Every day in the U.S. countless experts discuss plans and policies to contain the cost of health care using words and concepts that run counter to our (the public’s) experiences with finding and using care. Most of us ignore the steady stream of proposals until one political party or the other crafts an inflammatory meme that resonates with our fears of not getting what we need. At which point, we leap into action online, in town meetings and in the voting booth. As Uwe Reinhardt noted in his Kimball Lecture at the recent 2011 ABIM Foundation Forum, researchers and policy makers “cannot even discuss the cost-effectiveness of health care without being called Nazi(s).”
Our discomfort with the array of private and public sector proposals to improve health care quality while holding down costs should not be surprising. Most of us hold long-standing, well-documented beliefs about health care that powerfully influence our responses to such plans. For example, many of us believe that:
… if the doctor ordered it or wants to do it, we must need it.
… talking about less expensive treatments makes us feel that others are trying to bargain-shop our care and that scares us.
… clinical care does not vary much among our own doctors and hospitals.
… when we talk about the “quality” of health care we are referring to Read more »
*This blog post was originally published at Prepared Patient Forum: What It Takes Blog*
There is discontent in the house of medicine. So many physicians struggle. They seem to wade through uncertainty every day — uncertain about diagnoses, about pain, about disposition. We find ourselves uncertain about our jobs, our futures, our finances.
The consultants we call are uncertain about their practices and whether they can remain viable in the coming years as medicine evolves into something we may find unrecognizable.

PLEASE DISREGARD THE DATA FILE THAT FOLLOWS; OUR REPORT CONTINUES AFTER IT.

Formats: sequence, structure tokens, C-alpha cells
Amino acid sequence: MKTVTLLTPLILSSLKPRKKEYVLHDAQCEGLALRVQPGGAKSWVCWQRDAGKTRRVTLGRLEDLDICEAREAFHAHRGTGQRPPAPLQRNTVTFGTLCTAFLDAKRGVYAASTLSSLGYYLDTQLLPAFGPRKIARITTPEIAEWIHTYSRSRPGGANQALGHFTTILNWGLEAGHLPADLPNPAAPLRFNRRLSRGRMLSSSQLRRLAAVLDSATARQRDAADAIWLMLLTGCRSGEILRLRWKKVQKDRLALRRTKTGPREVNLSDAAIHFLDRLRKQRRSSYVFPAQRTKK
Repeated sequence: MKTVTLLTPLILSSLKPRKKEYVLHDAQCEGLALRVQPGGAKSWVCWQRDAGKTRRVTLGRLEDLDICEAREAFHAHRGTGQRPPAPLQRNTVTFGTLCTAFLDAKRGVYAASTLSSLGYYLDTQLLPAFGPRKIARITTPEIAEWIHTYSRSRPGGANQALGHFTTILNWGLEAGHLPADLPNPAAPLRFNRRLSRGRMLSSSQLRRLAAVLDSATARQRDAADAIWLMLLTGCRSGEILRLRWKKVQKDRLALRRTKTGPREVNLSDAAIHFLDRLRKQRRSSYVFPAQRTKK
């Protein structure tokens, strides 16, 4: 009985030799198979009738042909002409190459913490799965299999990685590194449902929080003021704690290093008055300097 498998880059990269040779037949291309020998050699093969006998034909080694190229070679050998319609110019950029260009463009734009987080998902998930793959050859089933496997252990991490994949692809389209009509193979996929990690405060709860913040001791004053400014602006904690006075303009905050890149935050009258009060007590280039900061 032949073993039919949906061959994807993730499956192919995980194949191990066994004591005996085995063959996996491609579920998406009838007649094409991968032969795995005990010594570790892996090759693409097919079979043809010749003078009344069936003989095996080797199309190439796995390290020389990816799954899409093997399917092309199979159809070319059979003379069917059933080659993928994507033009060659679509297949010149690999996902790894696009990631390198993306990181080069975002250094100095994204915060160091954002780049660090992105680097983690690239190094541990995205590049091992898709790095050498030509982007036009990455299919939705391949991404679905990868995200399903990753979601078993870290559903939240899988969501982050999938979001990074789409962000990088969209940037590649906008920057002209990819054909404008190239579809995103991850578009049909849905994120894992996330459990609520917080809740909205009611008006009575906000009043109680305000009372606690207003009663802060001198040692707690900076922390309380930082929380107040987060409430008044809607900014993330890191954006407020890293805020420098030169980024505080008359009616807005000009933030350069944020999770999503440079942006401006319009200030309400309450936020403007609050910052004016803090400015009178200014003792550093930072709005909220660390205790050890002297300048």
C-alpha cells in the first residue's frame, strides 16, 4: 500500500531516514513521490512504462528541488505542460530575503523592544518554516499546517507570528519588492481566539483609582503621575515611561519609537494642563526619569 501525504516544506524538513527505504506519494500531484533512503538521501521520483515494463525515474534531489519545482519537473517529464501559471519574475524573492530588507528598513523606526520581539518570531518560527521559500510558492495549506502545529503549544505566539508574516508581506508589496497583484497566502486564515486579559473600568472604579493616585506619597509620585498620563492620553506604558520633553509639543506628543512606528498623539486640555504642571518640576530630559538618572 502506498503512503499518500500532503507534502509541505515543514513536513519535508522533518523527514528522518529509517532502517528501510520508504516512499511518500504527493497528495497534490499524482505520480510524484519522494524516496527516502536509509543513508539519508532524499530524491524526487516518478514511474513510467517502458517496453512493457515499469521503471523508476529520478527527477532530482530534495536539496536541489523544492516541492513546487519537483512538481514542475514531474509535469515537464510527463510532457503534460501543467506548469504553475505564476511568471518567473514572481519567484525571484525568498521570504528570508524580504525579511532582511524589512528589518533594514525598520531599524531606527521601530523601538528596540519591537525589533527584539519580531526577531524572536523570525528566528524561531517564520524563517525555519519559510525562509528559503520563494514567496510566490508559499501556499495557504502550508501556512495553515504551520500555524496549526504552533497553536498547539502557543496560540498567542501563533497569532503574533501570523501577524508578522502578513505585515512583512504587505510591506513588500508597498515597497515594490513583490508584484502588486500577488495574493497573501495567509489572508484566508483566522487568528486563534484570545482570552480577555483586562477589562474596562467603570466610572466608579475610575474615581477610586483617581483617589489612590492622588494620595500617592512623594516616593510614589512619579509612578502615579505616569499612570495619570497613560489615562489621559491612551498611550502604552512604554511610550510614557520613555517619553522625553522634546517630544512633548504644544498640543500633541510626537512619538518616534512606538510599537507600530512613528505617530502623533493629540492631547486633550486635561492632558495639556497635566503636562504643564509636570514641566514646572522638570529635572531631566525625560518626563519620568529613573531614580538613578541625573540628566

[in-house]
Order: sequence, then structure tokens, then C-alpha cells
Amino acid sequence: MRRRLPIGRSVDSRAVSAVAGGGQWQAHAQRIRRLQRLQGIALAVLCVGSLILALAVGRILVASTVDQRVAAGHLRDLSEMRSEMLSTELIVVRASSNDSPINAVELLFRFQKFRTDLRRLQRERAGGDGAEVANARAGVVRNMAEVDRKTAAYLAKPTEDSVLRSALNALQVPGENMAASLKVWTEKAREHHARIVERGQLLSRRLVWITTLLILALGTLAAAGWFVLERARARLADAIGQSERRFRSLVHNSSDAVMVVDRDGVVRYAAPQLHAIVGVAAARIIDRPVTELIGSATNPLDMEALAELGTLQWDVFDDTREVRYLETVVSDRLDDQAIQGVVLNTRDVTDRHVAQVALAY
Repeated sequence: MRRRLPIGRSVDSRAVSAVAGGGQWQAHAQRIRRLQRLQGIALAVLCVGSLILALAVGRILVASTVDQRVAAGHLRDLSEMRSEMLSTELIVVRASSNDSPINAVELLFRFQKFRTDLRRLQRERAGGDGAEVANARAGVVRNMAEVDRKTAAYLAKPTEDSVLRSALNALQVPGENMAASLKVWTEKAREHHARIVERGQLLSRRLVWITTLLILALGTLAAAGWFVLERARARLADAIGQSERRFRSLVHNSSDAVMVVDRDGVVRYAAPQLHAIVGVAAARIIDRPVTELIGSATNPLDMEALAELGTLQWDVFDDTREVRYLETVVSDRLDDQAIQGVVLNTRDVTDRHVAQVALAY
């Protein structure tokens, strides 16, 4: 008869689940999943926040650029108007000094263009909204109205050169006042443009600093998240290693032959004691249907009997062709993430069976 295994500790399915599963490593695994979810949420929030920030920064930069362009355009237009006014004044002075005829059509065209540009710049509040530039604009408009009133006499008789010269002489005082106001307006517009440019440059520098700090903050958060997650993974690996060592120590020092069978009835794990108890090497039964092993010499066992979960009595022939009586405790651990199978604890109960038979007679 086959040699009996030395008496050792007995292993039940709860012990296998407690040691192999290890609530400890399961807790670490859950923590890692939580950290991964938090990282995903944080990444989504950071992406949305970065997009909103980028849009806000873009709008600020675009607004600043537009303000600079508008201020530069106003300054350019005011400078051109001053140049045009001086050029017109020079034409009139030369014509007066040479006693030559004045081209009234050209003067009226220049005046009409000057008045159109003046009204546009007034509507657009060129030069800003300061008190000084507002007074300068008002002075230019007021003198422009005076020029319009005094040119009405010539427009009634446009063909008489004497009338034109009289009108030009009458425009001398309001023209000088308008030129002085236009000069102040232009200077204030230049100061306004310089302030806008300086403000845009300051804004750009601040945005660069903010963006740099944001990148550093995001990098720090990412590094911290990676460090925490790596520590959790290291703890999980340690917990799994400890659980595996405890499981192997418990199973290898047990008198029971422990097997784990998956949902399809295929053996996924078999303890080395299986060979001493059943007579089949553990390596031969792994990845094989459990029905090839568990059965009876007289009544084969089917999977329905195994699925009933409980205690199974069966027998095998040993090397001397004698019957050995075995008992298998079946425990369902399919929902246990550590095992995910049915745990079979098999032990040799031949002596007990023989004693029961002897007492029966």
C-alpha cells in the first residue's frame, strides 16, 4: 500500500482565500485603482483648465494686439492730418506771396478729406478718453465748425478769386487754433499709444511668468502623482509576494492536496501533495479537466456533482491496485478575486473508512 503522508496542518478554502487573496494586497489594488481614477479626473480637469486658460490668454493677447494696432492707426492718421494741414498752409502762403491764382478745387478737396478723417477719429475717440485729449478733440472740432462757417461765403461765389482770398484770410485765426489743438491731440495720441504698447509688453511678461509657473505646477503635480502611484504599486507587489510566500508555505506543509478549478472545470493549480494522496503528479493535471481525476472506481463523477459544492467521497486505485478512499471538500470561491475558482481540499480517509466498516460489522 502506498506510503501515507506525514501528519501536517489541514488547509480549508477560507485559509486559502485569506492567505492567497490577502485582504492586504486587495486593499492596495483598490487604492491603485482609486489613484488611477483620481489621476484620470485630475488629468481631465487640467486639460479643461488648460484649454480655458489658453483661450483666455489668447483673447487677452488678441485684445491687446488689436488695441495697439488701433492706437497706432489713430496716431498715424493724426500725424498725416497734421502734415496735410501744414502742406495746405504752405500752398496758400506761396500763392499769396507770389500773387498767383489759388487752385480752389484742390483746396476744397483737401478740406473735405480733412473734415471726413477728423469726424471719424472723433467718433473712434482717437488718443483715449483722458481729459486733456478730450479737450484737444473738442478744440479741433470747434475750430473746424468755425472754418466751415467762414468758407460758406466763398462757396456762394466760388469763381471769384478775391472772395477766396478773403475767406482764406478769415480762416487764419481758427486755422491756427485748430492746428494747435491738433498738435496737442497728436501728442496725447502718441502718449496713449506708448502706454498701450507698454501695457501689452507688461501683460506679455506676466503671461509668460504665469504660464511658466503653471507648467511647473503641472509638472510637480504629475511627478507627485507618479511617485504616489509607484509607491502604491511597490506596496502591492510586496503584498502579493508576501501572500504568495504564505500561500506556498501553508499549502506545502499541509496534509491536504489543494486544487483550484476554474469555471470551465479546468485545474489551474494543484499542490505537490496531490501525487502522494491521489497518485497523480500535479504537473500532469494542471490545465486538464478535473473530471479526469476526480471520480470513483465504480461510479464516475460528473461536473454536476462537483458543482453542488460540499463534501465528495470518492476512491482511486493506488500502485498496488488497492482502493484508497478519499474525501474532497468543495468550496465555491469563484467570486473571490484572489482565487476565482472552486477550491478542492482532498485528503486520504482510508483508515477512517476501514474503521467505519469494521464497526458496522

Some days, as I enter my 17th year of practice, I don’t know if I can bear to walk around our little department for 10 or 20 more years, like some gerbil on an exercise wheel. I am uncertain if I can bear the weight of more entitlements, more confabulated stories, more regulations, and manufactured drama. I wonder if I can endure decades more of circadian assaults on my brain. Read more »
*This blog post was originally published at edwinleap.com*
I just got back from a wonderful week in Toronto, Canada. No, I wasn’t up there to take tips on how to impose socialized medicine on an unsuspecting public, notwithstanding what some of you may incorrectly-surmise about my political leanings.
Rather, I was there to attend ACP’s annual scientific meeting, during which I had the opportunity to serve as faculty for three separate scientific sessions that discussed the impact of the new Patient Protection and Affordable Care Act (PPACPA) of 2010 on internists and their patients. Several hundred ACP members attended these sessions.
And guess what? Rather than encountering doctors who were angry at the new law and ACP’s support for it, I instead found an engaged and curious group of internists who are looking at health reform in a reasoned, measured and open-minded way. Read more »
*This blog post was originally published at The ACP Advocate Blog by Bob Doherty*